Wetlands in ​​the northern Gulf of California, in addition to being enigmatic landscapes where the desert turns into a green oasis, are ecosystems that integrate incredible biodiversity and a wide range of “ecosystem services,” for example, acting as nurseries for local fisheries and mitigating climate change through carbon sequestration.

Fishermen in Puerto Lobos preparing their nets. The commercial species this community relies on need the food and shelter provided by the mangrove estuary wetland (Photo from CEDO archives).

As much as we need to further scientific studies of regional wetlands through ecosystem modeling, CEDO has always strived to understand the socio-economic system together with the ecological system. This has led us to identify, and act upon, the need to prevent further human impacts on wetlands, such as unregulated development, climate change, and pollution. This sort of direct action is best done by the people who live closest to, and rely most directly on these precious habitats. In order to communicate the value of the Gulf’s endangered wetlands to local people, as well as to decision makers, researchers, teachers, tourists, students, and public visitors, we at CEDO have had to translate the broad concept of a wetland into something more manageable: hands-on experiences.

Kids, and their families, from Puerto Lobos pick up trash along the edge of the mangrove estuary (Photo by Angeles Sánchez).

On February 2’nd, International Wetlands Day, my colleagues and I visited the community of Puerto Lobos, Caborca, which hosts a small, but no-less important, wetland where the black mangrove (Avicennia germinans), a record holding species for carbon sequestration, is at its most northern range. The small township is part of CEDO’s “Fisheries and Biological Corridor Program,” which seeks to help coastal communities by protecting economically and biologically important sites like this one.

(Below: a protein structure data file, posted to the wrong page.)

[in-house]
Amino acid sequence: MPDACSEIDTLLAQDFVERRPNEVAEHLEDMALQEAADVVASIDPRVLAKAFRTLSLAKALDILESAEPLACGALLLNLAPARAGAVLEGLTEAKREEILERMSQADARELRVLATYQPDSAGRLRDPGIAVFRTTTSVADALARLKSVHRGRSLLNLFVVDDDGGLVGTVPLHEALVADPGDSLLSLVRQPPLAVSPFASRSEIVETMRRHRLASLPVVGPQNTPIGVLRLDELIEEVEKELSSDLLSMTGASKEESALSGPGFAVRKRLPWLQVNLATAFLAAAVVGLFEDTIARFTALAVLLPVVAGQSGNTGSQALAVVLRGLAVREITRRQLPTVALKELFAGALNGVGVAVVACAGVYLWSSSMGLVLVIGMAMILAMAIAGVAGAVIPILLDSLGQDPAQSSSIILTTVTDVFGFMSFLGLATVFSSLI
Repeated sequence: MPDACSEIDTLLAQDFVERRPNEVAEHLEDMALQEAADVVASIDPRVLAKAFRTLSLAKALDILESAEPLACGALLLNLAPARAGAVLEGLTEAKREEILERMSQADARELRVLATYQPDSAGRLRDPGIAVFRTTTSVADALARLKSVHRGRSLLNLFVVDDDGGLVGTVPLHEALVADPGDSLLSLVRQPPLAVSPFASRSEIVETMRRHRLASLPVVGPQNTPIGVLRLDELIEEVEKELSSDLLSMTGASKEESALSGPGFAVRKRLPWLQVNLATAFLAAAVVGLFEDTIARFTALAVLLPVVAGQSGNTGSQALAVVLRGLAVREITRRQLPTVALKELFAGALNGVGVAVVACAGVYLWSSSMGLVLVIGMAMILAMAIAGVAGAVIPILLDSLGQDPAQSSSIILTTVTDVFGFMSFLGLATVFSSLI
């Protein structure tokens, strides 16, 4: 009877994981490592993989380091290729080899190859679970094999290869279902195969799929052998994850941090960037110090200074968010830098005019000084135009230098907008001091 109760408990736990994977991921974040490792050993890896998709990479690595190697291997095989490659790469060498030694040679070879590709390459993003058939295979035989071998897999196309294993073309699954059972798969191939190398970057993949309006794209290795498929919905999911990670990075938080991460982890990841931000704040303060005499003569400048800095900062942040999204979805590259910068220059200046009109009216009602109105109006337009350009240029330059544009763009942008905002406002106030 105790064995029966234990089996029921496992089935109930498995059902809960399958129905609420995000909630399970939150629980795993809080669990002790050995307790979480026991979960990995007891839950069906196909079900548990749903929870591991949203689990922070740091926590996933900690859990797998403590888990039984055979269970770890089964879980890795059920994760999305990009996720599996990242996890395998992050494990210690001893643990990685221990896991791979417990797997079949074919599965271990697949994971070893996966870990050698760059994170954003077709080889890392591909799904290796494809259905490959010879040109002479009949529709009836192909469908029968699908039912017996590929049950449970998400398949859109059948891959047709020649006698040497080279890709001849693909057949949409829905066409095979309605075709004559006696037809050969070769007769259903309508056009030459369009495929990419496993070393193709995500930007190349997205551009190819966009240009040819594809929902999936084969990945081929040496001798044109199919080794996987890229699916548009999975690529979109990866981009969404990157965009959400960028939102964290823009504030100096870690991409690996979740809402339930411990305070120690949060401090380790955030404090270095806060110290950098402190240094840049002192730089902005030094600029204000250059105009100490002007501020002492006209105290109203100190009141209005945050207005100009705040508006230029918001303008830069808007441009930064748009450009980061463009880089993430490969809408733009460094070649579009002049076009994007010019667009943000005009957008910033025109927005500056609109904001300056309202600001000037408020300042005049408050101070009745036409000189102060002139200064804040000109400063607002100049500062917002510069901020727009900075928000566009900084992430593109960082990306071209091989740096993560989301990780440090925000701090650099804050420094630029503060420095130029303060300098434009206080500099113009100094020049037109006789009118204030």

Eleazar López speaks to local elementary schools about the importance of their wetland and mangrove estuary (Photo by Angeles Sánchez).

Together with 25 local primary school students and their parents, many of whom are local fishermen, we toured the wetland, identifying mangrove species and picking up trash as we went. At the end of the day, the students presented drawings of what they most liked about the mangrove wetland and what they will do to help care for it. On this special day we witnessed first-hand how direct participation and experiential learning has evident transformative power, and we were once again reminded how much these types of interactions are needed to change perspectives and protect the crucial ecosystem services that wetland habitats provide, for all mankind.

A local girl picks up plastic debris from the edges of the mangroves (Photo by Angeles Sánchez).

Where the mangrove estuary at Puerto Lobos was once perceived by locals as a somewhat worthless swamp where dune buggies were raced through the mud, the community is now hoping to race along the path to establishing internationally-recognized legal protection (RAMSAR designation) for their wetland, which they now know is a nursery for the fisheries resources that support their very livelihoods. We invite YOU to join us in recognizing the value of wetlands by joining us on a CEDO tour to Morua Estuary in Puerto Peñasco, and/or lending a hand to conserve your own local wetland wherever you might be.

Local children present artistic representations of what they liked most about their mangrove wetland and what they plan to do to protect it (Photos by Angeles Sánchez).